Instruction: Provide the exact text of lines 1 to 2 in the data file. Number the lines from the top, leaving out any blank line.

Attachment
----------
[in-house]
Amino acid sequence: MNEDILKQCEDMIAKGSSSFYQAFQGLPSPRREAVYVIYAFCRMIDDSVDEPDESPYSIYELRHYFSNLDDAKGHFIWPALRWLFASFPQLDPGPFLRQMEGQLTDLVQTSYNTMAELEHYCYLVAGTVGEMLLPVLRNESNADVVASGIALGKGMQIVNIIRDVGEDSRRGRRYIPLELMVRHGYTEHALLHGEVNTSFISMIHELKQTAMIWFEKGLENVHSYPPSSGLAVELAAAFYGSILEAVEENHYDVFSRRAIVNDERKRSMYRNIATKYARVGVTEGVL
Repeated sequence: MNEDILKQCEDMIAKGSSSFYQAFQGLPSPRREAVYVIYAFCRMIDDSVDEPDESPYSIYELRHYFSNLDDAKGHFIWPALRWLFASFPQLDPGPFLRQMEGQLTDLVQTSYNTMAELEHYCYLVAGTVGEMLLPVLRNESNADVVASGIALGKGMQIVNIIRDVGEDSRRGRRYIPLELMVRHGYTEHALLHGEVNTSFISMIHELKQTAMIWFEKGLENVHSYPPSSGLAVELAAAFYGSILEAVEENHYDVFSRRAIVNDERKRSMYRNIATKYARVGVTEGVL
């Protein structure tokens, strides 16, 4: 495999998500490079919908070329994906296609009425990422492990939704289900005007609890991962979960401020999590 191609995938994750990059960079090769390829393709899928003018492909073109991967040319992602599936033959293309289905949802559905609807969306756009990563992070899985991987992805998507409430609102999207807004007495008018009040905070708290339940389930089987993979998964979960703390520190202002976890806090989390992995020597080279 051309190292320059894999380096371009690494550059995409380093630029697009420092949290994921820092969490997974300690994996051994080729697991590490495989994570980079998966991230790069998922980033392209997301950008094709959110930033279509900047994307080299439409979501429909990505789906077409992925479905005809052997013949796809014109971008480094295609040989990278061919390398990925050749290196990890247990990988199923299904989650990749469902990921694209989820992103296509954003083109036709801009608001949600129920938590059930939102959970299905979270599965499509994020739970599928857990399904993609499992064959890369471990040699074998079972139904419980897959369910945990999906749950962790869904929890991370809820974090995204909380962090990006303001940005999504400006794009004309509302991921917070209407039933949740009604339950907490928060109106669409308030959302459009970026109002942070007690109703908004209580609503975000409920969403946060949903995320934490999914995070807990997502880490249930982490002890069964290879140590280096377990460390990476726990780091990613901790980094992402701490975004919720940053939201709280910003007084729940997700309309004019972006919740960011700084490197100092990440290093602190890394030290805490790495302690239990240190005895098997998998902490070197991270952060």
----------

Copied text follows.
[in-house]
Amino acid sequence: MNEDILKQCEDMIAKGSSSFYQAFQGLPSPRREAVYVIYAFCRMIDDSVDEPDESPYSIYELRHYFSNLDDAKGHFIWPALRWLFASFPQLDPGPFLRQMEGQLTDLVQTSYNTMAELEHYCYLVAGTVGEMLLPVLRNESNADVVASGIALGKGMQIVNIIRDVGEDSRRGRRYIPLELMVRHGYTEHALLHGEVNTSFISMIHELKQTAMIWFEKGLENVHSYPPSSGLAVELAAAFYGSILEAVEENHYDVFSRRAIVNDERKRSMYRNIATKYARVGVTEGVL